It’s not all good news, though. Speccing the cheaper Shimano Nexus rather than the more refined Alfine means only a roller brake can be fitted at the rear rather than a disc to accompany the one at the front. While you don’t need as much braking power at the rear and it’s just as fuss-free in terms of maintenance, it’s not super-light and is rather old fashioned. A full set of decent hydraulic discs would work with the fuss-free nature of the Copenhagen a little better. The braided cable outer and internal routing looks the absolute business, though, displaying those über-cool multiple frame shapes at their best.
We have so far ignored the real elephant in the room here, though, and that of course is the Dumbo-like weight of the Copenhagen. There’s just no pretending that 14.6kg feels acceptably light for a bike costing £1,295 and there are also an awful lot of unbranded parts on board, right down to the tyres — clearly shaft drive doesn’t come cheap and speccing corners have been cut to make the price square up.
It drew plenty of dissent from CA staffers and compounded the opinions of the old-school contingent about the shaft drive. Riding the bike, however, the smoothness of the shaft drive did mean I quickly forgot about the weight. The low gearing also comes into its own, meaning it doesn’t even feel particularly sluggish pulling away on hills.
Yes, it’s heavy, but for those who want a virtually zero maintenance bike that is a real talking point, buying the Copenhagen will definitely not leave you feeling shafted.
Biomega Copenhagen: Spec
Sizes: 17.5, 20, 22.5in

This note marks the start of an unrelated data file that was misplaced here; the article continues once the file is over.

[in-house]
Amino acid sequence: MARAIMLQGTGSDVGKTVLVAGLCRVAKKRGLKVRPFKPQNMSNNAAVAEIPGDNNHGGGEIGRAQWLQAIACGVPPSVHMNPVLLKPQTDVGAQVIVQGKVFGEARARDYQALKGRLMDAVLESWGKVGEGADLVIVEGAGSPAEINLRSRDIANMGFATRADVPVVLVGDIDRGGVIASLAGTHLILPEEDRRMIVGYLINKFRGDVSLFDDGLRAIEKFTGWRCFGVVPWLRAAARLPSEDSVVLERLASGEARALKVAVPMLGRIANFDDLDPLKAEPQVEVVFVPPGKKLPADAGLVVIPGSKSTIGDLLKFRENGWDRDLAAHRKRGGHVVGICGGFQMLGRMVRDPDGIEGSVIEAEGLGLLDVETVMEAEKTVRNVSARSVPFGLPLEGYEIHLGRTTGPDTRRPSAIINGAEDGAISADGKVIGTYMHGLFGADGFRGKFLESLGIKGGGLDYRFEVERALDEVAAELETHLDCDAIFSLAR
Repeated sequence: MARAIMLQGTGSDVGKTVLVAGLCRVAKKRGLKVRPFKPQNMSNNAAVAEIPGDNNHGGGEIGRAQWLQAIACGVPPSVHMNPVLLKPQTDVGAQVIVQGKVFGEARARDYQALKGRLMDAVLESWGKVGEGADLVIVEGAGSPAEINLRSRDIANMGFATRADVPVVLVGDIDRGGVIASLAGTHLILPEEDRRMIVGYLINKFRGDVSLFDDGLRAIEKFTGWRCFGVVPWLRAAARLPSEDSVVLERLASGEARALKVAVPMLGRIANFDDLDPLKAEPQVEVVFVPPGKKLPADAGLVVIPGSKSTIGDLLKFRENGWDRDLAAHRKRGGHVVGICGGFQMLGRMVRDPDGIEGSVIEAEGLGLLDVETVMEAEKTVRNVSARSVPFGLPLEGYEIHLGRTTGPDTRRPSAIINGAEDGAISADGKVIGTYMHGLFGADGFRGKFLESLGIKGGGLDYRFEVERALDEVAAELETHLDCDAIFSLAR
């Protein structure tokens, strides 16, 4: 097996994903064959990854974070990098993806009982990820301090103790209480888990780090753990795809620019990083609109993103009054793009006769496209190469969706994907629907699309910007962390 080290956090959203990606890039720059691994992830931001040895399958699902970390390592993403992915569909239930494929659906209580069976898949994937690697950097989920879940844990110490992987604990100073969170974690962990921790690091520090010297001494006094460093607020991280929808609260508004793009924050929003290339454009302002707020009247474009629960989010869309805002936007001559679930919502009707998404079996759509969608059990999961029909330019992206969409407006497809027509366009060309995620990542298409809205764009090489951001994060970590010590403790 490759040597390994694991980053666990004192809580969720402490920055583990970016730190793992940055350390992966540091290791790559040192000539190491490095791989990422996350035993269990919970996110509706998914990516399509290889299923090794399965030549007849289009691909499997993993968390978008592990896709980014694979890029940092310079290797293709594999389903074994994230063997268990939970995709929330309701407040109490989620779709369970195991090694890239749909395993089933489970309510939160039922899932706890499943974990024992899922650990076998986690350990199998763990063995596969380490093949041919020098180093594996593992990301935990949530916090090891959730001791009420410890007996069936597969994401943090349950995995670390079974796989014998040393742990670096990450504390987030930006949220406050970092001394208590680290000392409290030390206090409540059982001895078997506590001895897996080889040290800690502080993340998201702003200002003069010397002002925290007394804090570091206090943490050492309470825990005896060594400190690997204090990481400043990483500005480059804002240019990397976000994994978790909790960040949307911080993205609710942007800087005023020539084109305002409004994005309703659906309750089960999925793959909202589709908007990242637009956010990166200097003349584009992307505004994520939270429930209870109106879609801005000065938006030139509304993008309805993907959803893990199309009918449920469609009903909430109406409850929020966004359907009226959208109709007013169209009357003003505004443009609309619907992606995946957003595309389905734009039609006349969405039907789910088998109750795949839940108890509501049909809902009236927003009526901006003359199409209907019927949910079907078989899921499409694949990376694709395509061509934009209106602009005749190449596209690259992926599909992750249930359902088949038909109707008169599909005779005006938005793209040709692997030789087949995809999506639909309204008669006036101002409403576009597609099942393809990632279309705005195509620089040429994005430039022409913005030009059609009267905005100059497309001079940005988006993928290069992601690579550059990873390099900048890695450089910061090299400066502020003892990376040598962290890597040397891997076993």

Frame material: aluminium, with CNC logo on down tube
Drivetrain: patented ‘New tightening system’ Biomega shaft
Tyres: alloy double-wall 26in with reflective strip
Brakes: Quad QMD-5 mechanical disc front, Shimano roller rear
Gears: Shimano Nexus eight-speed with gripshifter
Bar: Kalloy matt silver 560mm
Stem: alloy Biomega design
Seatpost: alloy matt silver
Urban Flying Machine RD 2 £1,195
Another alternative drive bike, the RD 2 is belt driven by the popular Gates system and has the Alfine hub and all-round disc brakes we felt the Copenhagen lacked, as well as some trusted brand-named parts. It’s a snip at £100 less as well, but we can vouch for the fact that you can get your trousers caught in a belt drive, so complement that funky city look by tucking them into your socks.
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Nigel Wynn worked as associate editor on CyclingWeekly.com, he worked almost single-handedly on the Cycling Weekly website in its early days. His passion for cycling, his writing and his creativity, as well as his hard work and dedication, were the original driving force behind the website’s success. Without him, CyclingWeekly.com would certainly not exist on the size and scale that it enjoys today. Nigel sadly passed away, following a brave battle with a cancer-related illness, in 2018. He was a highly valued colleague, and more importantly, n exceptional person to work with - his presence is sorely missed.